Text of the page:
The Brazosport Facts from Freeport, Texas on December 4, 1960 · Page 5
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The Brazosport Facts from Freeport, Texas · Page 5

Freeport, Texas
Issue Date:
Sunday, December 4, 1960
Page 5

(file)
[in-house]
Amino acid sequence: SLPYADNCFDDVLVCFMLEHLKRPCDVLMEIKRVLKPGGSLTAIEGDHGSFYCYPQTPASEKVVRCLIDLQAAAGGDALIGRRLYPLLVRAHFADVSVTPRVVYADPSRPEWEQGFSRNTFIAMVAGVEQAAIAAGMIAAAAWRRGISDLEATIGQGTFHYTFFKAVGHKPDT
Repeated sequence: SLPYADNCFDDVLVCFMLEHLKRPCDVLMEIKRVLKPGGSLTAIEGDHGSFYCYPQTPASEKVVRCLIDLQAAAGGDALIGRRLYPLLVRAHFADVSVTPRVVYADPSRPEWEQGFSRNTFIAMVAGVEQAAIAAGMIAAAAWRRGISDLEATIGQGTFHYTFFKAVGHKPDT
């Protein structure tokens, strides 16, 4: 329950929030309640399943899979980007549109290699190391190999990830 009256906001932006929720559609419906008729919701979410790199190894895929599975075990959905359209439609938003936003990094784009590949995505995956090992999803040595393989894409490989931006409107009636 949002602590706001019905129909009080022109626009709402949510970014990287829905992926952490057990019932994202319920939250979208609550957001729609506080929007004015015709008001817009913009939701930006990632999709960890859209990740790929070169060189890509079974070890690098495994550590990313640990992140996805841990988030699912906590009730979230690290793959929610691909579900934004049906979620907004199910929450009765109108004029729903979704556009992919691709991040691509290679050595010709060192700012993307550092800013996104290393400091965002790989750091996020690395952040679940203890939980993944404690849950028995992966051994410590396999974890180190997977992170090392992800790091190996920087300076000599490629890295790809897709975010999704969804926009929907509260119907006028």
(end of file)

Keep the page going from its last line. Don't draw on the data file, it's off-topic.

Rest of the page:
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yfc and TSranorfo 'S-oscas, Sun., December, 4, I960 THE BRAZOSPCRT PACTS KEEPING UP WITH THE JONESES iWriter Finds Her Education Lacking By MARIE BETH JONES I am a failure. Somehow I managed to learn a great mnny of the wrong things — most of which have since been forgotten — and very few of the right ones. Back In high school I spent hours memorizing Wilson's Fourteen Points. I could write them verbatim — Including punctuation. I knew the duties of the Civil Aeronautics Authority nnd memorized volumes of poetry for English class. Alt I can now recall about Wll son's points is the number, that the Wilson mentioned is Woodrow and 1 think they had somcthinf to do with the League of Nations but I'm not absolutely sure. My memory of the CAA Is less detailed, I believe It has something to do with regulating airplanes. I remember the first line of I About Ben Adhem and very little more of one of Elizabeth Barrett Browning's sonnets. I can't even think of the first line of "Old Ironsides", though the rhythm still remains tn my memory. I'm not exactly suggesting that schools teach the wrong subjects. I suppose I'd remember some of those things if I'd just brash up on them a little, nnd then think liow learned I'd feel. What I'm upset about Is the fact that they left out co many vital subjects. I guess they thought we'd pick them up all by our selves, and most people did. There i» definile need for a special class for the rest of us though. This class would teaer subjects like elementary book overmg, the best method of removing chewing gum -from a child's hair, and painless necktie ying. Take book covers, for example — and you can have them. Each year the local banks presented the schools with covers for the schoolbooks. These were of stiff paper, and carried a certain amount of idvertising lor the bank with a few safety messages inserted here and there. They came in two sizes — both incorrect. Along about the third grade, 1 quit struggling to get the cover over the book. There was always some other kid in the room who just loved to cover books, and I was only too happy to allow him the pleasure of fixing mine, Just in case he didn't finish, I WEST COLUMBIA NEWS By HAZEL ARRIHQTON Mr. and Mrs. W. D. Dearing nnd family, Mr. and Mrs. J. L. Horelica nnd daughter, Mr. and Mrs. Joe Slavinolm and family nnd Bobby, E. J. and Alvln Schneider all had a weekend of deer hunting nt the Arrow Head Ranch. Five deer were bagged in the hunt, K. 0. Sims of Houston and the Jerry Sims family spent the holidays visiting in La Grange. Joann and Mae Horelica enjoyed Thanksgiving with Patsy Gautncys. Mr. and Mrs. Paul Boudeaux of Bccville visited with her parents, Mr. and Mrs. G. E. Tiffany, over the holidays. Ralph Johnson was In r. Whar ton hospital tor last Friday. minor surgery Mr. and Mrs. Waldo Edling had as their guests Thanksgiving nnd also again Sunday Mr. and Mrs. C. H. Rucker, Alvimi Peterson and Sophia Springer of Chocolate Bayou, the Eric Edlings of Houston, Johnnie Edling and family US. Men Tops With Miss Hyer By BOB THOMAS AP Movie-TV. Writer HOLLYWOOD (AP) — Men, do you feel run-down, neglected, unappreciated? If so, try this refreshing tonic from Martha Hyer, who says: "I like my wines foreign and my men domestic." Notice she says domestic, not domesticated. In other words, she prefers American men. "American men arc the best in the world, as far as their treatment of women is concerned," she said. "The proof ,of it is that wherever our GI go — England, Germany, Japan — the women flock to them. Why is this? It's not merely because the GI have money. It's because the women in those countries .realize that they get better treatment from Americans than from their own countrymen." Martha speaks not from idle patriotism. She has done active research on this matter; having ..--..,.i,_i _..j ~.--.->,- <;!;r,r: ',r. .'. i_~.. Europe, Africa and South America. During the past year, she starred in "Mistress of the World" for a German company. It was filmed on location from Hong Kong to Paris. Being a bachelor girl, she had plenty of dates abroad and gives this capsule commentary on her escorts: English—charming but dull. French—self-centered. Italian—wolfish. German — stolid, one-track minded. "Where are the Continental manners \ve used to hear about?" asked Martha. "I don't mean tliat men should be courtly. Personally, I think a lot of the old customs are silly. "What I'm Interested in is not the minor courtesies, but the man's attitude toward a woman, A European cares uttle about her as a person. An American does. He listens to her an.l gives her credit for having some opinions of her own. "Perhaps the most important factor in 11 man is a sense of humor. That's where Americans excel. They can luugh 'it them- telvc.s. European men cumiot." So much for one part of Mar. (hit's ihesis. What about the oilier? "Yes, I still prefer foreign wines," fihu said. "But strangely enough, mnny Europeans are now saying that California wines ure superior. Our wines are geltinj the same snob appeal there, tiiaf theirs have here." of West Columbia, John Peteron and son of Hitchcock, the J. X McKinncys of West Columbia and Ann, and her father, Cap McMurrey. The Waldo Edlings daughter, Resales, from South- vest Texas College, was home for he weekend, they drove her home ate Sunday. Mr. and Mrs. Waldo Edling were in Houston Friday night to sec the showing of the picture, The Alamo. They report it is really a wonderful show. Visitors over the holidays in the lome of Mr. and Mrs. George Unscum were his sister. Mrs. Bob Moon of Kingsville; three of his brothers, and their families, C. G. Llnscum and grandchildren, Mr. and Mrs. Johnny Llnscum, and Wallace of Houston, Mrs. John Alebls, a daughter of Hcb- bronville, and Donald and Robert Danford of West Columbia. The Wallace Linscums grandchildren were also there. Mrs. C. M. Rechif, Mrs. R. T. Barnes and Mr. nnd Mrs. Charlie Webb visited with Richard Barnes and Larry Webb who are stationed at Camp Hood over the weekend. Wayne (Abe) Lincoln visite<i ills mother in San Antonio lasl week. Mrs. S. G. Adkins visited recently with her son Dick Adkins and family of Altus, Okla. The Dick Adkins are the proud par still didn't worry about It. My mother was willing, if not anxious to help, and she did a lovely job. I was careful to compliment her, so she would continue to be helpful, and managed to graduate from high school without ever learning to properly lit a book cover. Since that seemed to end this mania for putting paper over the covers of self-respecting h a r d- backed books, I certainly didn't bother to learn after that. Then Gary started school. The day came when he could proudly bring home his book and read fof us. All the other children brough' he covers home, and so did Gary ic was still young and naive hen, and he handed me the book n nil innocence and asked tha ; cover it. It's embarrassing to admit to a six-year-old child that you can' follow a few simple directions, sc I didn't admit it. I decided to try After all, I reasoned, any adul with normal mentality could dc it. Either my reasoning was off or By the. time 1 finished my attempts at adjusting the size of the cover according to my understanding i the directions, the guide lines looked like an ornamenta fringe and I wasr ashamed to let Gary take it to school like that Next day, Gary brought home his still uncovered book and an other new paper cover. He held them slightly behind him as ne passed my chair, and put them on his father's desk. "I know you're busy," he said Maybe Daddy'H have time t over it when he gets home." I got the message. I have sine eceived no requests to cove books. Understand, I have .1 eslre to cover them, but it Is ttle discouraging not to even b sited. I have been trying to consol [ am younger or more stupid than I realized. First the cover was so loose the book slipped around inside rather like a marble in a match box. Then it was so tight th ( ._.. ( book's covers would not close. |lo do them. myself for this and other inad [uacies by remembering a fam y story. It helps a little, but re much. My mother and dad were ma rlcd for more than 20 years an Ived on a farm all that tim Mother came close to graduatin rorn college before she quit get married, but she never lear :d to milk a cow. Every now and then some ca able farm, wife would sugge hat a college education was a parently of very little use, sine n all the years spent on a farm she had never learned to perform such a simple operation. Mother always assumed an innocent expression when this came up. In an admiring tone she would remark, "You know how to milk," The heckler would nod proudly. "You can do all the milking chores?" Another nod. Then Mother's tone would Jiange to include a definite note of sarcasm. "Who would do th^.n if you didn't know how to milk?" she would ask. Yes cover LOTS OF LOOT Deputy Sheriff B, E. McCoy displays several of Ihe household iiecis which were recovered with the solving of a burglary al Jhe home of Mrs. Alice Calvert on Chocolate Bayou. In a daytime burglary last month, items ranging from J flapjack turner lo a TV set ware takan. Three persons hav» been charged in the burglary. Bill English Debating In Tourney At AF Academy A two-man debate team from Texas Christian University will compete in the second annual TCU is one of 36 schools invit to participate. They represent states, from Dartmouth College Now Hampshire to the Universl liv:tv U'Utipaiiii ^ LV MIV; uiuvt^iai National Invitational Debate Tour- ol Southern California. TCU an nament to be held this weekend j Baylor are the only schools • Texas to be included. There will be six prelimina rounds of debate, with the t eight teams advancing to the qua ter-Iinnls at the tournament. Colorado Springs, Colo. Making the trip will be Bill English, TCU junior from Lake By CATHERINE MUNSON FOSTER STTOfWTS ADVISED TO THINK AHtAD AS THEY CHOOSE BOOK rould ask. English, TCU junior from bane tcr .[j nn | s at tne tournament. ;, sir. Mamas too busy to j Jackson> and Ron j u hi,so», Wich- English and Johnson represent- cover your books, kids, jus leave I iKS ^ mum . They will be ed TCU at a tournament at Texas them on Daddy's desk. We 11 Keep i" *™* J b A&M Nov . ig. 19i wncre Eng i is h ..- *u« ni.ieinn ilmf I'm tnn Kmart 'nrcomnanieu jy 1 uu jjeotue • » A call from Martha Walker of IB Brazosport High School Li- rary, desperately searching for oRraphical material concerning m Bishop, material needed by p.m. that day brought to mind another problem that consistently •onfronts school and public librar- ;s alike. Most English students are required to read several books dur- ng any given year and to report n them. Now don't think we are omplaining about that. In fact, ve (I am speaking here for all brarians) heartily endorse such ssignments, and we agree also /ith the teacher's requirement lat information about the author be included as part of the pro>ct. So, you ask, what's the problem? Just this. . . .the student chooses a book to read. His choice s dictated by a number of things not the least of these being the >ize of the print and the length of the book. There may be other factors, bu we would guess that the promi nence and reputation of the author s never one of them. Air right. So far, so good. Th wok is read; the report is writ ton, and suddenly the student i confronted with that other part of his assignment. He must hav some information about the auth or. With utter trust and complet confidence, he hies himself off t the library. As far as he is con cerned, anyone who has ever written a printed word is Important enough to rate biographical material. That is where he makes his mistake, and therein lies the problem. Take Jim Bishop, for example. ut he does his sort of thing with ompetence and dispatch and lere may be a need for it. However, he Isn't a great writ- r, and I doubt if even he thinks o. As for his biography — the nly place we find anything about im was on the inside of the dust ackets of his books. And yet, Jim Bishop is a world famous figure compared to some f the writers we are asked to iroduce material about. The solution Is simple. There are thousands of authors aboul vhom hundreds of thousands of vords have been written. A little orethought, an inquiry at the library (school, public, or both) >efore choosing a book, would es- ablish the fact that there is or is not material available about any given author. After all, when the shelves are heavy with .the goldei larvest of great minds and gifte< writers, why waste time with the output of the transient and ephemeral? But, students, if you must reat books by Sadie Glutz or her ilk do give us a little time. We car write to the publisher 'or the facts of an author's life. But whe: queried just Before lunch with 3 p.m. deadline, neither the schoo or public library can render aid Where the main drainage ditc from Danbury goes into Austi u.i/111 t/aaiuui j gwi-B »••»>* »-—— ™ Bayou — that's where Eagle Gull ully has been more or leu obti terated by the ditch, but ttrhi vas when It was the favorite settg ng place of Mexican eaglet, anf lereby gets its name. . :'K This Information came to re« by telephone from T. B. Freel&M;.; f Danbury, who gays that parf f Eagle Gully used to be on, tiki ncle's land. . ; • ? Freeland has lived In th«f : arts for some forty yean, ,wi|; e doesn't remember the eaglejr His uncle is his authority for thi& existence and for this derivation: of Eagle Gully's name. • • ;'. If you read last week's column,'. you know what set me on'th* rail of these out of the way ipoia, If you didn't, then you can just wonder. Anyway, my thanks loir Mr. Freeland — and I am «tiU hoping to hear from more reader? with information that would Wp Professor Anderson with his book. BRAZOSPORT LIBRARY » HOOHS FREEPOHT LIBRARY ' 301 East Park Phone BE S-362J Mon.-Tues.-Wed.-Tb.tirl.. ; •" 3:30-8:30 ' : ', Fri.—3:00.5:00. ; *; BOOKMOBILE SCHEDULJ! • { i Monday, Sweeny Elementary, School. 9:30-10:50 a.m.; 11:56 : aj m.-3:55 p.m. - ' '• '• -.' Tuesday, Brazoria School KdjR: 5:30-7:30 p.m. •-•":=rv_T. Thursday, Clute School 1:4 ft tnem on uaaay s uusn. «>-• .. *^ v .- nr-it rv,t«,t n up the illusion that I'm too smart accompanied jy T C U Debate 1 j. ,,_ Irvinrh David Mathcny, Accused Slayer Eichmcmn Says He's Sensitive Man was named the top debater at the meet. English is the son of Mr. and . Mrs. J. L. English, 512 Magnolia , . He's a nice fellow. More often than not we agree with what he has to say m his Facts columns. I have no doubt that he is an excellent journalist. The fact that he has cashed in on some of the once was. It seems that now the 4:15 p.m. you Can Dtptnd On /Iny'Orug ProducJ fdol Bcori--flu. N..™ F t •• ..'• 823 N GULF BLVD. PHONE BE3-3381 , FREEPQRT.TEXAS ents of a baby girl, Tereas Gay, who'tipped the scales at six pounds and seven ounces. They have two other young daughters Melissa and Diane. Dick has been stationed in Altus for some time jnow. Mrs. Fay Wilson of Houston visited over the weekend with Mr. and Mrs. E. A. Reed, on Saturday they motored to Bay City lo visit Mrs. Wilson's sister, Mrs. Lou Gicr. Mrs. H. H. Hallmark has been feeling a little under the weather lately. Mrs. Joy Whitt's condition is somewhat improved. Her family is hoping she will be able to come home from the hospital this week. Mr. and Mrs. E. J. Hagemeier had as their holiday guests their sons, Tommy and family of Angleton Freddie and family of West Columbia, Mclvln and family ol Houston, Johnny and Ralph of Waco, Miss Carlynon Troutman of Wrat Columbia. Other relatives mere were Mrs. U C. Akei-s unil son, Karl Lee Houston, Mrs. Mayne Gardner, Carl Hagemeier, Mrs. R. B. Richards and daughter, Urs. Jolmlo Thomas, Seminole, Tex. and Mrs. A. H. Miller. Mrs. Agnes Snowden visited ast week in Hackberry, La. with friends, Fred Hutfer is home from the Wharton hospital after spending a week there after having undergone minor surgery. Mrs. W. C. Avera and Mrs, Curtis Albers attended the Home NEW YORK (AP)—Adolf Otto Eichmann, the accused slayer of six million Jews during the blood boths of Hitler's Third Reich, rcely admits participation in the monstrous crime in his horror- illed personal memoirs. "Where I was implicated in the physical annihilation of Jews," the :aptured Nazi war criminal says, •I admit my participation freely and without pressure." The first installment of his memoirs appears in the current ssue of Life magazine. At one point, Eichmann declared: "At heart I am a very sensitive man." men poured some inflammable liquid over them and set them or fire." . Eichmann insisted that he is not anti-Semitic. He had harm "the ally." Nazi war criminals. Yet he set » down in the belief that-his version of the truth would go far to 'explain' his actions and even to exonerate him. Engaged in an ef- St, Lake Jackson, and is a speech world's most tragic events may seem in queEiicnaole taste to some said tc ' "Dolitically op- ol a competent bookkeeper, eager they we°r P'oase his superiors." :nsitive man. nifr rf\nf+f\T At another point, in relating.! JUST FORGOT Demonstration Council meeting held in Angleton Monday. how he watched one mass execu lion, he made this statement: "I was reflecting about the meaning of life in general." Then he reports details of the first mass execution of Jews he watched at Minsk—an episode in which 5,000 men, women and children were slain by the Nazis as a part of Hitler's scheme to liqui- Aie uii JfeKa. , The victims in the Minsk murders walked In groups to a pit, Eichmann said. "They were not driven." he said—and then they jumped in. Nazi slayers then riddled the helpless victims with rifle and machlnegun fire. Eichmann gave an account ot a tour he made of the Auschwitz death camp under the personal supervision ot Rudolf Hoess, its commander. "At the end he took me to a grave where the gassed Jews lay piled on a strong iron grill. Hoess' posed to Jews Because iney were ™ «- • stealing the breath of life from' Eichmann, now in an Israel; a .. 'prison awaiting trial, was abduct- in presenting the mt.ioirs, Life led from Argentina last spring by magazine said Eichmann "con-!a band of Israeli secret agents victs himself as one of the major'. who bad sought him for years. A German journalist, Wilhelm Sassen, put the memoirs together from more than 900 pages of handwritten nc'.es and transcriptions of tape-recorded, interviews with Eichmann in Buenos Aires start- FORT SILL, Okla. W) — When Army weather t«- learchan released a balloon the launching failed. Someone bad forgotten to attach the pay load. ing in 1955. JA FACrS JUNIOR FIRMS JUST LIKE ADULT VERSION BALTIMORE (*) — Sooner or later, U had io happen. Among the 410 freihmen who enrolled at Johns Hopkins University ibis fall ii John Hopkins of Topeka. Kan. SINGER MEET JOfHER & DAUGHtfR •NRISTMAS speciAL Minor Wrecfc One car failed to remain at the scene of e minor accident at Wes Second and Velasco Vlvd. on Thursday. According to Freeport police Barbara Taylor LeBlunc, 42 West Broad in Freeport, drlvln. H I960 Ford, was traveling nortr en Velasco Blvd. when the othe tar pulled off Ihe bridge line inade a left lun'» then left Hi scene. By SIKCVA OWINGB Junior Achievement was foutid- cd In the early 1920's as a result of the average American teenager's lock of knowledge of the American free enterprise system. Originating along the East Coast, civic and Industrial leaders have since established it In 33 states and several Canadian provinces. It was brought to Brozos- >ort as part of a nationwide program In 1956. Operating exactly as tt regular adult business, but on a smaller scale, Achievers choose a product, sell stock, manufacture and sell their product, pay salaries and wages, and If possible pay dividends to stockholders upon llqui dation of the company. These Junior Achievement companies, or corporations, are own ed by the stockholders who have invested in them. Each member at the company is automatically on the Board o Directors, which elects officers who, In turn, make proposals and recommendations to the board. Production und sales managers, are appointed by the officers to LEON BUCHANAN NEW MANAGER AT GUEAT WESTERN FINANCE COMPANY As a special get-acquainted offer, Mr. Buchanan is offer- . ing 5313.00 Cash lor only $19.00 per month. That's a nice roll of money to have handy with the holiday expenses coming up. You can do your Christmas shopping early and, by paying cash, buy what you want, where you want at great savor production, another lor gene-1 • '" 8S - ral business, who help the uchie-; With every purchase Ot a new ; No extra charges. Payments vers get organized in the afore- SINGER slant needle machine j i nclude everything. Supervised The wonderful SEWHANDY* , j by the State Banking Depart„,„.. Q - ...- --- machine Is more than a toy— ' ment. achievers must learn how much | jt rea || y sews 6iveg accura te ' dependable stitching, rugged A purchase supplies, outline ap- iroprlate production procedu res, md (b) plan sales drives respec- ively. Next are the employes vho run the machines, make and ell the product. Each company lias at least ,_, hree advisers; one lor sales, one §rW|MG MACHINE or production, another for gene-1 mentioned fields. Upon choosing a product, the achievers must learn how much capital will be necessary to start production, then sell the required | amount of stock at 50 cents per share, Every achiever must buy at least one share in his company, although no one person can buy more than five shares In one company. Another Job of the Board of Directors is to decide upon a Singer performance. PAY AS UTTtf A? r, FOB A NEW SIN§ER* NEEDLE LSircuwia *3 iu %*^*-* M *- **f"* f •• r.' j »*-,* wage scale for all employees. The !y 00 D EAJ, ONLY WITH Hveraae hourly wuees for a pro- * ' average hourly wages for a production crew member is about 25 cents with commissions on scales depending upon the product. Officers are usually paid more for additional responsibilities. i SINGER SEWING CENTER BE 3-4123 3H E. Park Frecporl Apply for your $313.45 and beat the holiday rush. No payments 'til next year. ASK FOE GREAT WESTERN'S X-PLAN. Mr. Buchanan invites all of his friends to come by his office for a visit anytime. GREAT WESTERN FINANCE COMPANY 1422 No. HUUway 288 FREEPORT PH. BK S-588* For Our Customer's Shopping Convenience Stores Will Be and SU Until Xmas!